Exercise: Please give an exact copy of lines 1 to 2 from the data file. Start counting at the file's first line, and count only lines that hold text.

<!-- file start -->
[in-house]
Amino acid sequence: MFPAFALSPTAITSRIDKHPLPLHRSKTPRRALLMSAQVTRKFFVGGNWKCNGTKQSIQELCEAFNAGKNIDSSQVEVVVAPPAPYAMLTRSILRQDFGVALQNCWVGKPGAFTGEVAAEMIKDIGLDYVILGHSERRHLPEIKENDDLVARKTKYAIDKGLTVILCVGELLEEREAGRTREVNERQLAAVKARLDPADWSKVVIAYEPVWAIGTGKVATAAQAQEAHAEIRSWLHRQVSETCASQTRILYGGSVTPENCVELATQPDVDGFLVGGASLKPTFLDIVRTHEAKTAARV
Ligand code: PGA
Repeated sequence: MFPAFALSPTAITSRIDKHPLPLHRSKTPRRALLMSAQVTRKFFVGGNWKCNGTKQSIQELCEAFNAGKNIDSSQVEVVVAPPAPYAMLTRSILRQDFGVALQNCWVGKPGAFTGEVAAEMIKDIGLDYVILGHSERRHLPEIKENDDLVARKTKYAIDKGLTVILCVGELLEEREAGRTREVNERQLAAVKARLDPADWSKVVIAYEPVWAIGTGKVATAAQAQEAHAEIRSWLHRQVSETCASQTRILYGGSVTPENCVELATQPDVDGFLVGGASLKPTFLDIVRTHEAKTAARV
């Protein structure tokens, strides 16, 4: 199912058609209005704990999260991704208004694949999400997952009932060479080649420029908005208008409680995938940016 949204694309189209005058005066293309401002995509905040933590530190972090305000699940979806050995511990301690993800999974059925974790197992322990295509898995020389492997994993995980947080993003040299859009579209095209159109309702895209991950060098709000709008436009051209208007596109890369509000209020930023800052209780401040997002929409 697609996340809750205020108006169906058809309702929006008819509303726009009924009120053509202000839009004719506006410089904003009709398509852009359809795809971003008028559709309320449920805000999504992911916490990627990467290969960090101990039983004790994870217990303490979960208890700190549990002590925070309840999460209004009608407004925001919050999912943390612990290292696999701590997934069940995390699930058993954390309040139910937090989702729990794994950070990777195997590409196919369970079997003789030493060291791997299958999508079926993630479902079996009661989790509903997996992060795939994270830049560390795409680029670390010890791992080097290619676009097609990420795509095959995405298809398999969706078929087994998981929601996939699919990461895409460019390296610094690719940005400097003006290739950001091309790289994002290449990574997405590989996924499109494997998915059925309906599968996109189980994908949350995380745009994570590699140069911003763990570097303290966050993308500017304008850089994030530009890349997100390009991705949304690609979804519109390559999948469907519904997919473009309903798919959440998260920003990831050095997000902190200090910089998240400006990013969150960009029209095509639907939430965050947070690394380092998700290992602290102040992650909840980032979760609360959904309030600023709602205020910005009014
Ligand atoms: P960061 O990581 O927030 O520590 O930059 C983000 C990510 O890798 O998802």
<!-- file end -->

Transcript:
[in-house]
Amino acid sequence: MFPAFALSPTAITSRIDKHPLPLHRSKTPRRALLMSAQVTRKFFVGGNWKCNGTKQSIQELCEAFNAGKNIDSSQVEVVVAPPAPYAMLTRSILRQDFGVALQNCWVGKPGAFTGEVAAEMIKDIGLDYVILGHSERRHLPEIKENDDLVARKTKYAIDKGLTVILCVGELLEEREAGRTREVNERQLAAVKARLDPADWSKVVIAYEPVWAIGTGKVATAAQAQEAHAEIRSWLHRQVSETCASQTRILYGGSVTPENCVELATQPDVDGFLVGGASLKPTFLDIVRTHEAKTAARV